Trichopilia tortilis, or Twisted Trichopilia, is a fragrant, epiphytic orchid with waxy flowers. It comes from Mexico and Costa Rica growing in damp, humid forests . This is probably why we do not grow it in Writhlington, our greenhouse are not warm enough.
I hope you have enjoyed looking at the Victorian botanical world. These pages are so beautiful I am going to get them framed so I can look at them every day.
Looking after the orchids in the Writhlington greenhouse is very rewarding. I get to see beautiful orchids every day. The hot, humid weather this week seems to have encourage many orchids to flower. Below is Bulbophyllum guttulatum which lives in our Warm Asia section. It grows from the Himalayas to Vietnam in monsoon forests at 800 – 2000 meters.
Next up is Dendrochilum magnum with it’s flowers just starting to open. At the moment they are slightly green in colour but this will change to golden as the flowers mature. The flowers have a spicy smell to them. A few years ago we split our enormous Dendrochilum magnum into many smaller plants and this is one of them.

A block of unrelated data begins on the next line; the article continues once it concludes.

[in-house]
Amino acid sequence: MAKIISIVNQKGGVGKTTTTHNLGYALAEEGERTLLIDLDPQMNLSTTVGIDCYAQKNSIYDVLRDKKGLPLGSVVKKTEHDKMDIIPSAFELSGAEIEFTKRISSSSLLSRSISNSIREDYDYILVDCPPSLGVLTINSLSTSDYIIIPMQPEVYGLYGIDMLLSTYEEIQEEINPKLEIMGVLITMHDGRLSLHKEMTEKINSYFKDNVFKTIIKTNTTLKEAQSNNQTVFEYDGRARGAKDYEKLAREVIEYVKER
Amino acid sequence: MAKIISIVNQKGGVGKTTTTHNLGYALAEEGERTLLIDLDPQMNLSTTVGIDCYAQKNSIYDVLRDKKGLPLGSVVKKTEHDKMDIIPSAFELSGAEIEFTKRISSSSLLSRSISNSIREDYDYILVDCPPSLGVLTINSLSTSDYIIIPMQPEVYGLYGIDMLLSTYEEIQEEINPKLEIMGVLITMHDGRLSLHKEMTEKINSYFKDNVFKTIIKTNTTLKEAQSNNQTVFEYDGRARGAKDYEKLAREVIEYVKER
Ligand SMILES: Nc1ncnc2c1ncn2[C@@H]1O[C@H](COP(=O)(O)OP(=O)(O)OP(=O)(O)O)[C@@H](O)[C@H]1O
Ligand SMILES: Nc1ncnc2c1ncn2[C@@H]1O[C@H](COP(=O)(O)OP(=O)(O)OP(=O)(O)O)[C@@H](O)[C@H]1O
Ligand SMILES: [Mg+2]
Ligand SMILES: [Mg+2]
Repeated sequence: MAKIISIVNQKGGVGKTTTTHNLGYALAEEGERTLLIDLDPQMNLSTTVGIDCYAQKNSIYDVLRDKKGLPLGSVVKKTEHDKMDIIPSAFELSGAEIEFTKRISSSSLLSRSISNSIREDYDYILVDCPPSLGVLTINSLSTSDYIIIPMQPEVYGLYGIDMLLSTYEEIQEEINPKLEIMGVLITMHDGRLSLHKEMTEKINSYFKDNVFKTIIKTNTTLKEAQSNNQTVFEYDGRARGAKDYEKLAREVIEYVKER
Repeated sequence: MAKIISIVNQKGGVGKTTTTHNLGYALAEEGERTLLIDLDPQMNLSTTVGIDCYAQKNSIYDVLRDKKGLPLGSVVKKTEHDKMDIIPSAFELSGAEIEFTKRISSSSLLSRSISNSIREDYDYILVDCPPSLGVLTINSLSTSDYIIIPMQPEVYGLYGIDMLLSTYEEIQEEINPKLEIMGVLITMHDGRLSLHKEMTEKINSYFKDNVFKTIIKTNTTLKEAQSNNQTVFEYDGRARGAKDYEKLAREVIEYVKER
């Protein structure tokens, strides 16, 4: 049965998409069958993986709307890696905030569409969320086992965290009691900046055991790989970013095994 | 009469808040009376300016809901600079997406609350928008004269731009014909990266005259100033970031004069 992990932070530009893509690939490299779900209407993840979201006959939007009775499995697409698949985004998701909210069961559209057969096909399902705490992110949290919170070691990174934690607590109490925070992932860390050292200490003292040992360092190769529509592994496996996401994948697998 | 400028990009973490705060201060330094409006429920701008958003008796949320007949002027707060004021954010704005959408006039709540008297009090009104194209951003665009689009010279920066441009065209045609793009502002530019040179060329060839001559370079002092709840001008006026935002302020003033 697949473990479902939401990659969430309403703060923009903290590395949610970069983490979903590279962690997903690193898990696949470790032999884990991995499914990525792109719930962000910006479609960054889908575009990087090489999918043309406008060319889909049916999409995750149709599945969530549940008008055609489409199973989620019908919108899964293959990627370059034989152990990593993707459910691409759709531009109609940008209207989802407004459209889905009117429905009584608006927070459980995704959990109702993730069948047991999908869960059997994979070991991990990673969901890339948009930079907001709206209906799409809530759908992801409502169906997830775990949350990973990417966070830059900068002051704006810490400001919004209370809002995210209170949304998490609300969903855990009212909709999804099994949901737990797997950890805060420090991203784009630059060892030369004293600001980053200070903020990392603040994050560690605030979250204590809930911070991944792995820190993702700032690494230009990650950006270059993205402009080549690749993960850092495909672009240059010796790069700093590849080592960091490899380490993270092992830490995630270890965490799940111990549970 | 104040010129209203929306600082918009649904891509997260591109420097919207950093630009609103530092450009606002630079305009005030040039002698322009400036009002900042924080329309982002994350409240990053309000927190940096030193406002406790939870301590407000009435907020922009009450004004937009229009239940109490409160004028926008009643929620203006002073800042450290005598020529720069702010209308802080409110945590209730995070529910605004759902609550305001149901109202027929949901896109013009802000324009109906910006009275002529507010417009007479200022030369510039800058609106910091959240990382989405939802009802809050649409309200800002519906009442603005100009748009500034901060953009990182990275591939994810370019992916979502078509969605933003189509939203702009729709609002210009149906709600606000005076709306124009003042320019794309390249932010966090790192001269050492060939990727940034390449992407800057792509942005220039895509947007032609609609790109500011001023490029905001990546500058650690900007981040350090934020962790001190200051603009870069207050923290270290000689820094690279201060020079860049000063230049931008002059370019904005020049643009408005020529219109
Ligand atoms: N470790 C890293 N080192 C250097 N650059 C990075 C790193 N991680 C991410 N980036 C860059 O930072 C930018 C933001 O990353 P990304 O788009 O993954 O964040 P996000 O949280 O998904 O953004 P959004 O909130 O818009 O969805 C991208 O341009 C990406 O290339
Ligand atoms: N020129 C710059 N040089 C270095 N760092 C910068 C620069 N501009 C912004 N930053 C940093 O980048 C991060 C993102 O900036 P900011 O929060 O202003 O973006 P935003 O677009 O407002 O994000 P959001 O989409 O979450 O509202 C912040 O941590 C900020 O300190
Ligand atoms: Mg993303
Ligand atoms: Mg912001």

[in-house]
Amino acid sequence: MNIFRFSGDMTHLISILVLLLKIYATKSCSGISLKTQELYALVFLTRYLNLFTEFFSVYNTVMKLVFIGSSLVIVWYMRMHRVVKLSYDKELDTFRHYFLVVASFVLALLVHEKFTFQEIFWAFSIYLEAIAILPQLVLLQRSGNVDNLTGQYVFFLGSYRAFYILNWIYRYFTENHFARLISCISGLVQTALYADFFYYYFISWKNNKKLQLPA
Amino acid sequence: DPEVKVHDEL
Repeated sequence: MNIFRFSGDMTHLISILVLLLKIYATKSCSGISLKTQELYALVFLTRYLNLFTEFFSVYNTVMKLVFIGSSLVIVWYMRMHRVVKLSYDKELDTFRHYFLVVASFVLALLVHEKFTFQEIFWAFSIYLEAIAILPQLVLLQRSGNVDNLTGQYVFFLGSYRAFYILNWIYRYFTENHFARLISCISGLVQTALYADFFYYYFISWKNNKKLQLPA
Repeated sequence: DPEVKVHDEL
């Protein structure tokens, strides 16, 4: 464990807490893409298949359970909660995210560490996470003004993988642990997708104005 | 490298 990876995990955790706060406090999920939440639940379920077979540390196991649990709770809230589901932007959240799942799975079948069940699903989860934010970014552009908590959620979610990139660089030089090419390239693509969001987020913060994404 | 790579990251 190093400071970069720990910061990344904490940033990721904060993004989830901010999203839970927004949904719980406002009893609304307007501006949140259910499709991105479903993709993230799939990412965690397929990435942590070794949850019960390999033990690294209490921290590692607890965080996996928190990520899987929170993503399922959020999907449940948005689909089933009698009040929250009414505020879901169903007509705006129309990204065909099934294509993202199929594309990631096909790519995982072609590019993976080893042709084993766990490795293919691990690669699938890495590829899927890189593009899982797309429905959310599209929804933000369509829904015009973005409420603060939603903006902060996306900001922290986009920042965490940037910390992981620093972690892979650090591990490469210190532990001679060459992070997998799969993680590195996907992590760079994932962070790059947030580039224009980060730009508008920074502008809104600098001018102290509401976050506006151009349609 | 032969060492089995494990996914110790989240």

In our Cool Asia section I found Pleurothallis hemirhoda. I think the flower looks like it is conducting an orchid orchestra. What do you think?
In the same section of the greenhouse was this lovely little Pleurothallis costaricensis. This specimen is mounted but we find he grows well in pots too.
Scaphyglottis pulchella is a very attractive, delicate looking orchid. I found it it Cool Americas but I think it should be in one of our Warm Americas section according to Simon in his Orchid of the Day.
Our Vanda coerulia is looking lovely this year. It not only has beautiful flowers but really healthy new roots too. It has obviously loved our cooler, in parts, summer this year.
Finally I must show you these pleurothallis gracillima the Orchid Project students propagated, from a larger plant, last June. They are already flowering and growing really well. Although small, classed as miniature orchids, Pleurothallis gracillima do make good specimen orchid over time.
I decided to water the greenhouse very early this morning . It was lovely and cool at 6.30am compared with yesterday afternoon’s 40 degrees, in Cool Asia. I don’t think the Coelogynes and Dendrobiums mind too much as long as they had plenty of water.
Whilst watering I always look for pests so that anything can be eradicated quickly before spreading about the greenhouse but today I was struck by the beauty of seed pods.